Manny Pacquiao and Keith Thurman, who are in the home stretch of their training camps for their upcoming welterweight world title showdown, both exuded confidence and good spirits during their media workouts thousands of miles apart.
Pacquiao spent the first half of his training camp at home in the Philippines, where he is a senator but is fitting in fight preparations during the summer recess, before moving to trainer Freddie Roach's Wild Card Boxing Club in Hollywood, California, about a month ago.
The fight is set for July 20 (Fox PPV) at the MGM Grand Garden Arena in Las Vegas.
"We started in the Philippines before coming here and everything has been smooth," Pacquiao said Wednesday. "We picked this fight against Thurman because we believed we could give great action to the fans and I know I'll be ready to deliver on my end."
Pacquiao, boxing's only eight-division world titleholder, has been motivated to show that although he's 40 -- this will be his second fight at that age -- he still has much to give against an opponent who is 10 years his junior. Fighting for the third time 12 months, Pacquiao also said he's motivated by a particularly mouthy Thurman, who has talked a big game during the lead-up to the bout.
"The more Thurman talks, the more it will help me," said Pacquiao, who cruised to a decision win over Adrien Broner to retain his secondary title in January. "His words are motivating me and encouraging me to work even harder day after day.
"I always feel like I have the ability to beat any fighter out there. I'm still in this sport and I'm planning on a lot more memorable victories. Thurman reminds me the most of Ricky Hatton, of fighters that I've faced. Will it be the same result? You never know."
Pacquiao (61-7-2, 39 KOs) was in the midst of his extraordinary prime when he scored one of his most sensational victories against Hatton, knocking him out cold with one punch in the second round to win the lineal junior welterweight title in May 2009.
Once a knockout machine, Pacquiao has not scored many of them in recent years. From his 2009 12th-round knockout of Miguel Cotto to win a welterweight world title for the first time until his seventh-round stoppage of Lucas Matthysse last July, Pacquiao had gone 13 fights without a knockout.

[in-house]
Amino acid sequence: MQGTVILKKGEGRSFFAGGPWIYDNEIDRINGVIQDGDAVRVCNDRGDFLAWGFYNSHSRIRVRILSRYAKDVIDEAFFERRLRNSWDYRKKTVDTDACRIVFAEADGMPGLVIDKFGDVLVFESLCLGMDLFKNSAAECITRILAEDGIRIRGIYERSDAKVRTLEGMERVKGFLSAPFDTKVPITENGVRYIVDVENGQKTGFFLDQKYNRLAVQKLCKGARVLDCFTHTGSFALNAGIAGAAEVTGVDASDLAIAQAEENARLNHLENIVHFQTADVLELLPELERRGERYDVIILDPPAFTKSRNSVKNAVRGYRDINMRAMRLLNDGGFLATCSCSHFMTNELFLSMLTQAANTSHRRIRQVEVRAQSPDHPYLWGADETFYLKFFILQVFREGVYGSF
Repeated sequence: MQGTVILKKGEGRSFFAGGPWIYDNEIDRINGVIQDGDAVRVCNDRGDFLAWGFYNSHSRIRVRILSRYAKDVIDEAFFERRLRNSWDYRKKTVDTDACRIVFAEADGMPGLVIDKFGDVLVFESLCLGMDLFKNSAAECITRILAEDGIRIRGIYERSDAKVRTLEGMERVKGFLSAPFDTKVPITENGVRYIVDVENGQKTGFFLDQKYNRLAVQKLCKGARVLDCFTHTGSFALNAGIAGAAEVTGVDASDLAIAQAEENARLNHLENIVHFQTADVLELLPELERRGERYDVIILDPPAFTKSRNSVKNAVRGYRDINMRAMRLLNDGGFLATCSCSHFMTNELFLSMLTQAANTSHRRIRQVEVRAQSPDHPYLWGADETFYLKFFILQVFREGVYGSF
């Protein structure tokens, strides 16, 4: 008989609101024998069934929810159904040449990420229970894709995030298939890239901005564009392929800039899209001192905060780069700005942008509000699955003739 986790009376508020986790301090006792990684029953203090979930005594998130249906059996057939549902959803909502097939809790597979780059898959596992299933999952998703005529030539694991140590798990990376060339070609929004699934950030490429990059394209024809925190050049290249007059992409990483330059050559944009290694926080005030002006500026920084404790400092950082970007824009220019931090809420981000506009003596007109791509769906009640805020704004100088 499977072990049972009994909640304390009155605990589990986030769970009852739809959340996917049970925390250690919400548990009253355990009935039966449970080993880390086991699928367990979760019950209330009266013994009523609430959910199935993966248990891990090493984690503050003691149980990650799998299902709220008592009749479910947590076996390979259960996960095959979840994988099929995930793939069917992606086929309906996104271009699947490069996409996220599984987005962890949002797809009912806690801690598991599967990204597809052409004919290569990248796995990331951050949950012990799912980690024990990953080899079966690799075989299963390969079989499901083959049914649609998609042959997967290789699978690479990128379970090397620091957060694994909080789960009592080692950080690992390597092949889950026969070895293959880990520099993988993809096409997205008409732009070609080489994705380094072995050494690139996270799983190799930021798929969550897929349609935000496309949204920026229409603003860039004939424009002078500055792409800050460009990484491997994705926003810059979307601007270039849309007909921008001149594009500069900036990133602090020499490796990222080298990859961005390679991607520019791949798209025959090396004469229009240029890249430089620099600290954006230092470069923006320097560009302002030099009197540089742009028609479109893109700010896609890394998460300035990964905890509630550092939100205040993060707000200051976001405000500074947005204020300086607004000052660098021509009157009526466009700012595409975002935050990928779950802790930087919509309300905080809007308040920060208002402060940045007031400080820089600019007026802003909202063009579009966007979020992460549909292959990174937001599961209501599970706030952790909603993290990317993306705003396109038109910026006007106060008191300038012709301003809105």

"I am not predicting a knockout. We are just counting on winning every round, one at a time," Roach said.
Thurman (29-0, 22 KOs), working with longtime trainer Dan Birmingham at the St. Petersburg Boxing Club in Florida, was just as confident as the Pacman.
"I've had one heck of a journey. In reflection, I'm proud of all of my success," said Thurman, who is from nearby Clearwater and will be making his sixth title defense. "I hope to accomplish more in my career and it all starts with this fight.
"This is history in the making. This is one of the best fights all year. This is the biggest fight of my career. You see a lot of fight posters in this gym. I remember when [Thurman mentor] Winky Wright fought 'Sugar' Shane Mosley. I remember when he fought 'Tito' Trinidad. For me, this is my Mosley. This is my 'Tito' Trinidad moment. I get to show the world that Keith 'One Time' Thurman is not just a great champion, [but] he can beat legends."
In January, Thurman returned from a 22-month layoff caused by multiple injuries to outpoint Josesito Lopez by majority decision. Thurman dominated much of the fight but was badly hurt and nearly stopped in the seventh round.
He believes that fight helped him shake off the rust and prepare him for a more difficult match with Pacquiao -- one he claims he will end in style.
"My prediction? Less than six rounds," Thurman said. "I would love to be 30-0 with 23 knockouts. We've got 22 and we've held those 22 knockouts for a little too long. It's time to get one more knockout."